What can we learn here? Well, if the world was international back then, our interconnectedness now is unprecedented. A recent cyber attack on a single service provider in the US created international ripples by affecting websites that are used by people all over the planet, including Twitter, Paypal and Spotify. A global world is wonderful, but it also opens up unexpected vulnerabilities, many of which we don’t fully understand. I think of civilization as kind of like a game of Jenga; when you pull out a block, sometimes the other planks lend enough support to keep the basic structure intact; at other times, the tower topples. We need to understand how systems intersect to properly prepare for challenges.

343 BC: What’s new now has happened before (repeatedly)

343 BC was a tough year. The Persians were waging war across the Mediterranean, and many groups — including the Egyptians — were taking on the well-oiled Persian military machine while also dealing with political and economic instability. As the legends tell us, the Persian King Artaxerxes III sailed down the Nile, ransacking cities and torching the idols in the temples. I was part of an archaeological team that found evidence of his destruction at the site of Tell Tebilla in the Egyptian delta. We scanned high-resolution photography of the site, located ancient temple enclosure walls and then excavated one corner. As we dug, we came to a dense, brick-like substance. But as we continued, the material began to look different, as if it were the remains of a pile of stuff that had been set on fire. We sieved everything, and we found beads, bronze fittings, pieces of gold leaf and fragments of lapis and other semi-precious stones. The temple idols had been made of wood, which would not have survived burning, but they were gilded and had beards, crowns, eyebrows and other facial features made of inlaid bronze and stones. We theorize that the Persians ripped out all the idols in the temple, threw them in the corner, and set them ablaze. A 2,300-year-old act of war, readable in the archaeological record.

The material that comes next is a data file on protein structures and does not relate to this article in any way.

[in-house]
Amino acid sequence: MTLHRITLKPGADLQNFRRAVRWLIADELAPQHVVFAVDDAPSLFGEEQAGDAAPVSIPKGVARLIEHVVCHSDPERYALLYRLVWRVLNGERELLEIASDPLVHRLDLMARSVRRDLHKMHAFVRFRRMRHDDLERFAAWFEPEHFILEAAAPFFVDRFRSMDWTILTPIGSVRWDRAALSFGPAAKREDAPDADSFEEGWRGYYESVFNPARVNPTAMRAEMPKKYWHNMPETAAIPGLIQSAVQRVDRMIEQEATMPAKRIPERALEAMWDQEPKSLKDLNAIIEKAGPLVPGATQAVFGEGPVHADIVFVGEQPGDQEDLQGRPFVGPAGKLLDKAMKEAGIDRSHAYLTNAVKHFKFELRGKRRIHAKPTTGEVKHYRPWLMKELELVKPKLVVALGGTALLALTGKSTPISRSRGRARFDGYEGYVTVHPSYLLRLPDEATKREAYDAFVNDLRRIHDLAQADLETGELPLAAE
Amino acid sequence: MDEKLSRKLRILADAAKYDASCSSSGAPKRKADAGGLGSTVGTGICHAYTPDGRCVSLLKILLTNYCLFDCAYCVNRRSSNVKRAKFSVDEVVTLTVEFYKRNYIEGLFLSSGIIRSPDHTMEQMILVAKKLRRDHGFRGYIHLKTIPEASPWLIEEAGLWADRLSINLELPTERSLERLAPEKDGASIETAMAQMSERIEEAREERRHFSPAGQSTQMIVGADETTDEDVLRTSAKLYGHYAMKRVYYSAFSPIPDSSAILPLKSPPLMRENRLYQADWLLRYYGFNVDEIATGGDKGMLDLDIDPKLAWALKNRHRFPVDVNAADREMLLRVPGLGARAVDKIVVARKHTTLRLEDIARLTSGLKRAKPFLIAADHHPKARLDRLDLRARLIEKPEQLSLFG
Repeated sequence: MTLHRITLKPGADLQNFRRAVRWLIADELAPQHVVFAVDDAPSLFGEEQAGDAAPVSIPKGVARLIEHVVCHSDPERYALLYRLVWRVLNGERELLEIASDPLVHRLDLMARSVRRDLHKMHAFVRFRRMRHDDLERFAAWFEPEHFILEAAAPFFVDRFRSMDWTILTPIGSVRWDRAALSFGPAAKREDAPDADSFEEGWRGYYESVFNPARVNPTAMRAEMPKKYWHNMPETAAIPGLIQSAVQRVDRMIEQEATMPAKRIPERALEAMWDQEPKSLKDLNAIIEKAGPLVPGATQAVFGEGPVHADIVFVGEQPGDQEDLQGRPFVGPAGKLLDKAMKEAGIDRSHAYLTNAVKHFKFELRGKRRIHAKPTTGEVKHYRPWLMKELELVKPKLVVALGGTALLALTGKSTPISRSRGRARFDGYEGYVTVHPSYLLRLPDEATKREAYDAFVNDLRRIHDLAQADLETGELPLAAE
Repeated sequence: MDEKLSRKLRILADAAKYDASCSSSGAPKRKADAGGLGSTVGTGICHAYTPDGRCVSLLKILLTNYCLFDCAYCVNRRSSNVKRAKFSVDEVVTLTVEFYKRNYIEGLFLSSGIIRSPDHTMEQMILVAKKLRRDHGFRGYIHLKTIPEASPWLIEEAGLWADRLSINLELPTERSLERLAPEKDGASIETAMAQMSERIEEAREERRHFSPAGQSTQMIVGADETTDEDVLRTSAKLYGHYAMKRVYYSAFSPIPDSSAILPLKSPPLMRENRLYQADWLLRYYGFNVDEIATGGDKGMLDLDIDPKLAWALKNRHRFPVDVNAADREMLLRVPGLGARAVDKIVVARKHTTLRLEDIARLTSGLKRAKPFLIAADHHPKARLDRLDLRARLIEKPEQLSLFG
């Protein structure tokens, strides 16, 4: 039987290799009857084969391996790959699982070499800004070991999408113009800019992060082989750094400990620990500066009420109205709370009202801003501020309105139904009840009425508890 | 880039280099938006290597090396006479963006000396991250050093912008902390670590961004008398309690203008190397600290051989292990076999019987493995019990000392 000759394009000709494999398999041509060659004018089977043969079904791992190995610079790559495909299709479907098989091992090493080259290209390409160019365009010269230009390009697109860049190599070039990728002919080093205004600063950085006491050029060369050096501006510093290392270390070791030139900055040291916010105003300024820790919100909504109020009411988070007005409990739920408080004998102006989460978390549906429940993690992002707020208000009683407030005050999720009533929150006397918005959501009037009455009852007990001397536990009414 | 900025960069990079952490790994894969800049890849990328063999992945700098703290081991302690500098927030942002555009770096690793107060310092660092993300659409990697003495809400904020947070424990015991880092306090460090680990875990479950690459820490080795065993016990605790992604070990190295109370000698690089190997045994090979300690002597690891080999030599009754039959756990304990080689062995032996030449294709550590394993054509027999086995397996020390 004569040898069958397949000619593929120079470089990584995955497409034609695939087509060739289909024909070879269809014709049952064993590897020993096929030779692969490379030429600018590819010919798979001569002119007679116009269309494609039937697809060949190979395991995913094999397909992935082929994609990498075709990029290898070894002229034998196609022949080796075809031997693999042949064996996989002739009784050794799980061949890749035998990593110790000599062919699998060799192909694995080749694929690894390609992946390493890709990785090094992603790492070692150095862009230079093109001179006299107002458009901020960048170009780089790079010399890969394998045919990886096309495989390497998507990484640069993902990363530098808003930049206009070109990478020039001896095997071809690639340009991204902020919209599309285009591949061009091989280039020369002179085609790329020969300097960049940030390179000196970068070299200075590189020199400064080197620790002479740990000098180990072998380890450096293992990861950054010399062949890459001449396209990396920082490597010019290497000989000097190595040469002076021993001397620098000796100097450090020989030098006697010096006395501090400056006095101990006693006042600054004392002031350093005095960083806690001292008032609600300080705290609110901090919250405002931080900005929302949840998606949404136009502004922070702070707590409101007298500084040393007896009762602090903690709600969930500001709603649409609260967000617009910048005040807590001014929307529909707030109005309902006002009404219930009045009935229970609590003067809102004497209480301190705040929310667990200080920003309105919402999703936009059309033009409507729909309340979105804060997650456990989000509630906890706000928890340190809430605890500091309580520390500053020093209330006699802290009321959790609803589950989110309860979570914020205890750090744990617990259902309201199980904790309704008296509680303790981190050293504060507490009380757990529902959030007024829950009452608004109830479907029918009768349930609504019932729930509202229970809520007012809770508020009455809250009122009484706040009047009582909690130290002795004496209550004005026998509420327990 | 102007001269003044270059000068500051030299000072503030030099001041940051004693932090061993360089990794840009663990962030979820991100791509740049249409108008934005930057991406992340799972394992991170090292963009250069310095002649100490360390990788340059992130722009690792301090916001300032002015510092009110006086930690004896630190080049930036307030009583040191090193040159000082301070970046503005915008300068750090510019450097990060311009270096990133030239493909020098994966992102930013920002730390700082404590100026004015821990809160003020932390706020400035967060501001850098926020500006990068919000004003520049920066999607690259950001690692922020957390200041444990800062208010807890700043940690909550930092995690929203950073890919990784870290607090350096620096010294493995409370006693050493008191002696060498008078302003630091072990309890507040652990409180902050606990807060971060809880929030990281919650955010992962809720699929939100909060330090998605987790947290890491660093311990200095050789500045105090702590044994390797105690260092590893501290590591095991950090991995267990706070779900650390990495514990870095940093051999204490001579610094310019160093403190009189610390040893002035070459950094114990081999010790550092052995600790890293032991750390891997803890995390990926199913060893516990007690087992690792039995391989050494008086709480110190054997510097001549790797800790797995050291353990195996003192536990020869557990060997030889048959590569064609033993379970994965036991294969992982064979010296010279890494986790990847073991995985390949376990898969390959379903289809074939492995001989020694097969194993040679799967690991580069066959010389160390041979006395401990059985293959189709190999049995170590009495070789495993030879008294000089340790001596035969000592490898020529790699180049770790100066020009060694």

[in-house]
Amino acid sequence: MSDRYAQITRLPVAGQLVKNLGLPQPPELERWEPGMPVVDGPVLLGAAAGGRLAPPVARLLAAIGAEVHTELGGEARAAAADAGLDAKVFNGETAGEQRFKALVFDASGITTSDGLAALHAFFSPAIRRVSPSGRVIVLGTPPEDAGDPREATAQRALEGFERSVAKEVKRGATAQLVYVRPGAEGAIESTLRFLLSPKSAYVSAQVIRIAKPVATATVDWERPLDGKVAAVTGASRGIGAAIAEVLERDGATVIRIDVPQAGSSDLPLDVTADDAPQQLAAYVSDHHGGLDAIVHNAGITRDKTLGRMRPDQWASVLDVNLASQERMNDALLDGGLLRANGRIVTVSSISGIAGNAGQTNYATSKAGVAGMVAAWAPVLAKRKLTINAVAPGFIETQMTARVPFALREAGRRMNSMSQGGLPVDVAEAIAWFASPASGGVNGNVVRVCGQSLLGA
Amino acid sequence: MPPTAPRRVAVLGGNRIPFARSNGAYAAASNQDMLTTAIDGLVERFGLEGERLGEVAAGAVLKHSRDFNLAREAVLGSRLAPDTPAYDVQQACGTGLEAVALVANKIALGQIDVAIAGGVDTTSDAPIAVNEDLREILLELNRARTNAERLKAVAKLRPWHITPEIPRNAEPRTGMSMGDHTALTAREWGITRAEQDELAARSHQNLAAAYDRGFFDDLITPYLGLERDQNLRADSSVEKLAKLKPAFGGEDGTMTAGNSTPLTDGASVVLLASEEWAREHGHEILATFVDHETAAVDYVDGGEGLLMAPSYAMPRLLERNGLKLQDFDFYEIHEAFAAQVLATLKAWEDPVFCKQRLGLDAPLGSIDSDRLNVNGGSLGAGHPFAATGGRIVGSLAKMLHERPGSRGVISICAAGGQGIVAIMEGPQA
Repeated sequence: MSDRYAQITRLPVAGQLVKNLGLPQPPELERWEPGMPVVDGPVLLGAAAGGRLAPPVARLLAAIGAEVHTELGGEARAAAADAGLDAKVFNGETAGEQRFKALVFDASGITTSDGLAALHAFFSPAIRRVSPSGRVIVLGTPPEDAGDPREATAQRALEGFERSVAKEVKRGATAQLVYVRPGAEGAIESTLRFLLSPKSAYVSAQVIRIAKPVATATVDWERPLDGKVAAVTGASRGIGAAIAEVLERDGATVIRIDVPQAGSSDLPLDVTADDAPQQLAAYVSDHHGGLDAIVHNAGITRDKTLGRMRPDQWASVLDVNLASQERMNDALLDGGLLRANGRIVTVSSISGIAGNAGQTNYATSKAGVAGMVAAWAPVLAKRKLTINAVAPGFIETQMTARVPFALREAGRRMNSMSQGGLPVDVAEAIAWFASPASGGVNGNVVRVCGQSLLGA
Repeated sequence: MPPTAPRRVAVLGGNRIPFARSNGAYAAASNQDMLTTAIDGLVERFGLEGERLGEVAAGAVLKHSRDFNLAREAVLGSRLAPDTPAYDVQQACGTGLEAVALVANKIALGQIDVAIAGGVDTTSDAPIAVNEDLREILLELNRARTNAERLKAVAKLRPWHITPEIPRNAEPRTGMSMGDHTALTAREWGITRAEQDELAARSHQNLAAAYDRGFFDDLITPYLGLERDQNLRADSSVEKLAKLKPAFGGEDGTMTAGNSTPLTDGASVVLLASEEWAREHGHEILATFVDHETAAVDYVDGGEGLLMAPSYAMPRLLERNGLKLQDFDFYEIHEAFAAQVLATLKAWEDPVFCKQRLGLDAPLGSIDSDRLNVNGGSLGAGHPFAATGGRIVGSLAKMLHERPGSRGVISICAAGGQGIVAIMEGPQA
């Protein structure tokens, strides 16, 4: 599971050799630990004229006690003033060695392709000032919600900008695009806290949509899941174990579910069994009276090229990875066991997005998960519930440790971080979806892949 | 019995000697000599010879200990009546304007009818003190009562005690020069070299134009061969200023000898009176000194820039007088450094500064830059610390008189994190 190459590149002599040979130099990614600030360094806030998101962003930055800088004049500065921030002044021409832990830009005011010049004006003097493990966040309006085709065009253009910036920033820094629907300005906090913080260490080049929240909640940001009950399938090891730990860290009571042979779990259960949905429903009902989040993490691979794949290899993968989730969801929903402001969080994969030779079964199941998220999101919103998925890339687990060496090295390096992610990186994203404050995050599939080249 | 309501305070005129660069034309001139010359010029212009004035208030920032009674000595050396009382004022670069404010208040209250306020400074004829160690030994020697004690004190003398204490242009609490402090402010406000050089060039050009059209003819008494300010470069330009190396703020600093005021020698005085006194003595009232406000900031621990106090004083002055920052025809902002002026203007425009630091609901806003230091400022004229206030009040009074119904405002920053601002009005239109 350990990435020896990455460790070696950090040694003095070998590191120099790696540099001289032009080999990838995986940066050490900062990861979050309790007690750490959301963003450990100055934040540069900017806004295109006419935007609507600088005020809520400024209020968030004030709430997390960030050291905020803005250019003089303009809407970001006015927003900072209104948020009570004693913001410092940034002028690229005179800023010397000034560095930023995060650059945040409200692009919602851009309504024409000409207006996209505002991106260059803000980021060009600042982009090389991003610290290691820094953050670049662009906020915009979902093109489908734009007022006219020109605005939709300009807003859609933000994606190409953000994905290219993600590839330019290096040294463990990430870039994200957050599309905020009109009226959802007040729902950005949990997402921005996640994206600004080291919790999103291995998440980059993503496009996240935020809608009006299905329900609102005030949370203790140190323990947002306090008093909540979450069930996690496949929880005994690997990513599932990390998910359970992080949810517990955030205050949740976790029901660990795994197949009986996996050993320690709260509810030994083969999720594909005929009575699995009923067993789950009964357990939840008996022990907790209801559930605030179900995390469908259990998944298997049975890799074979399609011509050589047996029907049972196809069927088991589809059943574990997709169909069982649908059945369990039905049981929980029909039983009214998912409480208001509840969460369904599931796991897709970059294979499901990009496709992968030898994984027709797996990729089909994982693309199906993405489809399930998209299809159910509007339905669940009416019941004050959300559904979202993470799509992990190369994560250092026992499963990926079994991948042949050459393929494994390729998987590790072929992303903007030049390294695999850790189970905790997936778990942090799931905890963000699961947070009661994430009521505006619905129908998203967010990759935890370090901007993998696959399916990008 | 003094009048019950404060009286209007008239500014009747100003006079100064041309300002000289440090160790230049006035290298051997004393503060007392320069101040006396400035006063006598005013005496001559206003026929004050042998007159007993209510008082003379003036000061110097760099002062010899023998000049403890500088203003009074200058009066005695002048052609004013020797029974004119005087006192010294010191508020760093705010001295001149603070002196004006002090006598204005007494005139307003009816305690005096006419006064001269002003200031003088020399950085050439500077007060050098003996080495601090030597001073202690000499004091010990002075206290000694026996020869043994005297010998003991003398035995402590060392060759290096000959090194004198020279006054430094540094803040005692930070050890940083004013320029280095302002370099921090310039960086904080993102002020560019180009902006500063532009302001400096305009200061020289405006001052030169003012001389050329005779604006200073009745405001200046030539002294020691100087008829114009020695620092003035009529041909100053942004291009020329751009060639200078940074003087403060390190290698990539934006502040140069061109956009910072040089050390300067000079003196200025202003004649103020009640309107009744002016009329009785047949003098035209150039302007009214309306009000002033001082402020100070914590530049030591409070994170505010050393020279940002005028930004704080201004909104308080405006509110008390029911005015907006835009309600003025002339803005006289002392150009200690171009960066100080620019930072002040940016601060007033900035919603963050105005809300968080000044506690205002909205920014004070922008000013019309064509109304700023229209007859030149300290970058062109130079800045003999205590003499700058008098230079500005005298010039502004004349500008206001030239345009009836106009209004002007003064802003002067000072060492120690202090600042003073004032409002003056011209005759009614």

What does that have to do with us today? Quite a bit. Many people forget that the region encompassing the Middle East and North Africa has been in flux for thousands of years. Peace has been tenuous for a long time, and the numerous rises and falls of nations in that area are part of a larger and continuing arc in history.

I’m not suggesting that there can never be peace in the Middle East, or that interconnectedness always leads to collapse, or that we’re at the mercy of the climate. The past does not determine the future. But in studying archaeology, we can see a bigger picture of humanity’s incredible resilience through the ages. Even after periods of instability, we recover and rebound. Right now I’m working at the Egyptian site of Lisht, which was established during the Middle Kingdom — ancient Egypt’s renaissance. Out of the great disaster of the First Intermediate Period came exquisite art, music and sculpture.

My mission is to help people to connect with the past. I believe this can cut through the divisiveness of this moment and help us realize that we are all a part of the grand human journey. Some threats are unpredictable; with others, if we can be honest about the dangers facing us, we can rise to the challenge together.

With the 2016 TED Prize, Sarah Parcak has built a citizen science platform for archaeology, called GlobalXplorer.org, that invites the world to help locate and protect ancient sites. DigitalGlobe has provided satellite imagery; National Geographic Society has contributed rich content and exploration support; and you’ll provide the analytical power.